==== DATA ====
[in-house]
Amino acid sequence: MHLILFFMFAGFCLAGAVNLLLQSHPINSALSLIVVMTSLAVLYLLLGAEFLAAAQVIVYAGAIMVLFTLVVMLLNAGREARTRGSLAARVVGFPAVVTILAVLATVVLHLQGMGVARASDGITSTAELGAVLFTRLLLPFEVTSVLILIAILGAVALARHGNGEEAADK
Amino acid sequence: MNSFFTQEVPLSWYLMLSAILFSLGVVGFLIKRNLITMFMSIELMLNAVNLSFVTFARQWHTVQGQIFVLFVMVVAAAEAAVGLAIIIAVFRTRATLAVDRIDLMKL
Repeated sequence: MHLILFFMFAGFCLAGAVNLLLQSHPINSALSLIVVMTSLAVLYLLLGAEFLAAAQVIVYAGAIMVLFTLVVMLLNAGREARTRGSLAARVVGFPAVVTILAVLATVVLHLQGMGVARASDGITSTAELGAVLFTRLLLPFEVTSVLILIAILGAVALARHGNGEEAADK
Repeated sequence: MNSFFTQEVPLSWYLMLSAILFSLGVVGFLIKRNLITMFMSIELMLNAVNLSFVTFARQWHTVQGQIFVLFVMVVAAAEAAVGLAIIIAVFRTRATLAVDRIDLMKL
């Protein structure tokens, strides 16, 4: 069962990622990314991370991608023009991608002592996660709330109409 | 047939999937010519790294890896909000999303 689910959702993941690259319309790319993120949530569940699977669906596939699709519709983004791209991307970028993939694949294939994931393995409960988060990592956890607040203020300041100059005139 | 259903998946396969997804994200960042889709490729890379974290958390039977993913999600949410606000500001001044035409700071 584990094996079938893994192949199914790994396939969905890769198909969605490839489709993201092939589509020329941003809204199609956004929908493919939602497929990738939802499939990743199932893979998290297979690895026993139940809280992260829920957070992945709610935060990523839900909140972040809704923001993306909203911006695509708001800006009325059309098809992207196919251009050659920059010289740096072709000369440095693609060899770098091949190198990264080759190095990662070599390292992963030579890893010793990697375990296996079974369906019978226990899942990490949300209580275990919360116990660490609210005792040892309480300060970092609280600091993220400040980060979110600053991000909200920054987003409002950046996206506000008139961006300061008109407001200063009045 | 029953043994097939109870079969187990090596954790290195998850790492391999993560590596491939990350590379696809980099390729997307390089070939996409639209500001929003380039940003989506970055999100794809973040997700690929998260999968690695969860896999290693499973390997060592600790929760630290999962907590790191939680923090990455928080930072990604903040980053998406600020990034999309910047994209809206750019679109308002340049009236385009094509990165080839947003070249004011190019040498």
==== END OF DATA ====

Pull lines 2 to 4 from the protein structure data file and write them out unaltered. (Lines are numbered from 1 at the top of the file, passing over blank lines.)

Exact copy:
Amino acid sequence: MHLILFFMFAGFCLAGAVNLLLQSHPINSALSLIVVMTSLAVLYLLLGAEFLAAAQVIVYAGAIMVLFTLVVMLLNAGREARTRGSLAARVVGFPAVVTILAVLATVVLHLQGMGVARASDGITSTAELGAVLFTRLLLPFEVTSVLILIAILGAVALARHGNGEEAADK
Amino acid sequence: MNSFFTQEVPLSWYLMLSAILFSLGVVGFLIKRNLITMFMSIELMLNAVNLSFVTFARQWHTVQGQIFVLFVMVVAAAEAAVGLAIIIAVFRTRATLAVDRIDLMKL
Repeated sequence: MHLILFFMFAGFCLAGAVNLLLQSHPINSALSLIVVMTSLAVLYLLLGAEFLAAAQVIVYAGAIMVLFTLVVMLLNAGREARTRGSLAARVVGFPAVVTILAVLATVVLHLQGMGVARASDGITSTAELGAVLFTRLLLPFEVTSVLILIAILGAVALARHGNGEEAADK